I could rant forever. It’s a classic case of education sans wisdom, or knowledge without character. Steve Jobs would often say that he wanted to be “at the intersection of technology and liberal arts.” But that’s so important, if you think about it: You can give anyone Picasso’s paintbrush — that doesn’t mean they’ll suddenly be able to start painting like Picasso.
I have always believed that if you’re going to throw resources at a problem in search of a solution, that it needs to be done in a thoughtful, well-planned manner.3
Okay, enough. </rant> Let’s shift gears.
This Summer, I plan to set aside some time to pursue a solution to a problem that actually plagues us teachers — in particular with AP Statistics, but surely for other subjects as well.
First, let me do my best to describe the “problem”.
In our district, high schools have four 90-minute class periods a day. In AP Statistics, we’ll use… oh, let’s say anywhere from 30 to 50 of those minutes tackling the lesson at hand — usually a mix of notes, lab activity, brief group discussion, but almost never straight lecture.4 Oh, if you’re wondering about the other 40 minutes or so, that is usually spent on going over homework (usually the first 10-15 minutes or so) and sometimes taking a quiz (12 minutes if it’s short, 25 minutes for a longer affair).5
So what happens when a student has to miss class?
Say, for a college visit?6 Or a golf tournament?7 Or a band trip? Or a ________? Well, on a lucky day I might capable of compressing the lesson down to about 15 minutes, but I could easily be out double or triple that if luck is not on my side.
Practically, this means that if 3 students miss class in a given week8 and ask me to help them get caught up, I’m out about 90 minutes or so of my personal time, and wishing that I could genetically clone myself to be in three places at once.9(By the way, in spite of the fact that I teach “AP students”,10 telling kids who have to miss class to just “read the textbook” doesn’t usually fly well. Neither does the “this is what you’ll have to do in college” line — sounds good in theory, but if you want to switch places with me for a week to try it out, please ring me up, anytime.)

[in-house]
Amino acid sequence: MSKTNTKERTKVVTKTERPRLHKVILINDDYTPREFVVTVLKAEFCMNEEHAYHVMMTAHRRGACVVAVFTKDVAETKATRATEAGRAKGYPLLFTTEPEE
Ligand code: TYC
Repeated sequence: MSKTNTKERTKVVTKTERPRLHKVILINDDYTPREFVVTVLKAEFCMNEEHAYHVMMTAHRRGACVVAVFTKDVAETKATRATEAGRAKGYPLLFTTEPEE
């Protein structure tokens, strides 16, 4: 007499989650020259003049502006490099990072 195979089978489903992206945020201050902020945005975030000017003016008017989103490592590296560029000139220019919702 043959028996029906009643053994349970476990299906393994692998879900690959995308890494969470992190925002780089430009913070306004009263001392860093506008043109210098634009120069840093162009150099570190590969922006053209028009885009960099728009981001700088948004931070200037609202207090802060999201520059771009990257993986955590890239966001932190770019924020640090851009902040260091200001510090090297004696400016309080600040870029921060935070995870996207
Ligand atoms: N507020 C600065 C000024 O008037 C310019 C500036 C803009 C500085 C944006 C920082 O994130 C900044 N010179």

For a given week, three dedicated half-hour tutorial sessions might take up my entire week’s worth of before-and-after-school tutorial sessions.11 Spending time with students — wonderful students, may I add — precludes us from grading papers and planning lessons and doing other “teacher stuff”. And that precludes us teachers from having a life.12
Allow me to clear this up:
Having students that are willing to come in for tutorials to get caught up is NOT the problem. That is very much a GOOD THING — and it’s a “problem” that more teachers would love to have. The PROBLEM is simply that we don’t have 37 hours13 in a day.1415
In my four years of teaching AP Stat — which is by far the toughest “teach yourself” class of all the courses that I have taught16 — what with the large number of extracurricular activities that these “AP students”17 are involved in, this is by far the biggest “bottleneck” of our time.
Which got me and at least one other Stat teacher in the district to thinking… there has to be a better way that we can tackle this problem.18
So we have an idea — one that we begin work on tomorrow.19 Yes, tomorrow would mark exactly one week after the official start of our summer break.
And that’s one issue of coming up with good solutions for our classrooms: Good solutions take time to develop.2021
More summers than not, I have dedicated half of the break22 to working on the “drawing board” for the upcoming year. And while I’m no longer a huge fan of the idea, it’s looking like this will be one of those summers. Blegh! But the goal is for this to make our lives as teachers just a little bit easier moving forward — so hopefully it will be worth it come September.
Don’t even ask me to identify the “ills” of our education system. While we could discuss a myriad of “problems” that some would say need solving with regards to our educational system, that is a rabbit hole I wish NOT to descend into today, if ever. [↩]
The problem with which, of course, is that when you get to the end of the road, you often end up with the same problem and a lot less money [↩]
And not just for some higher-up to be able to put a checkmark in a box [↩]
Even with “AP students”, a straight 45-minute lecture would put ME to sleep, not to mention the 17 year-olds in the room. Which, by the way, brings me to a pet-peeve of mine: the way some people throw around the term “AP students”. Newsflash: they’re still kids! [↩]
It’s summer break so I’m too lazy to do the math but I think that roughly adds up… it usually does in the class and I’m going on that instinct [↩]
Not having a life is really just a side-effect of not having 37+ hours in a day. Maybe. I suppose creating clones of ourselves might help, but let’s be practical. Not that having 37 hours in a day is practical… [↩]
Well this is a real problem for teachers in general, probably for many other professions as well if I were to ask around, right? [↩]
which, in the high school ranks, really only excludes Calculus [↩]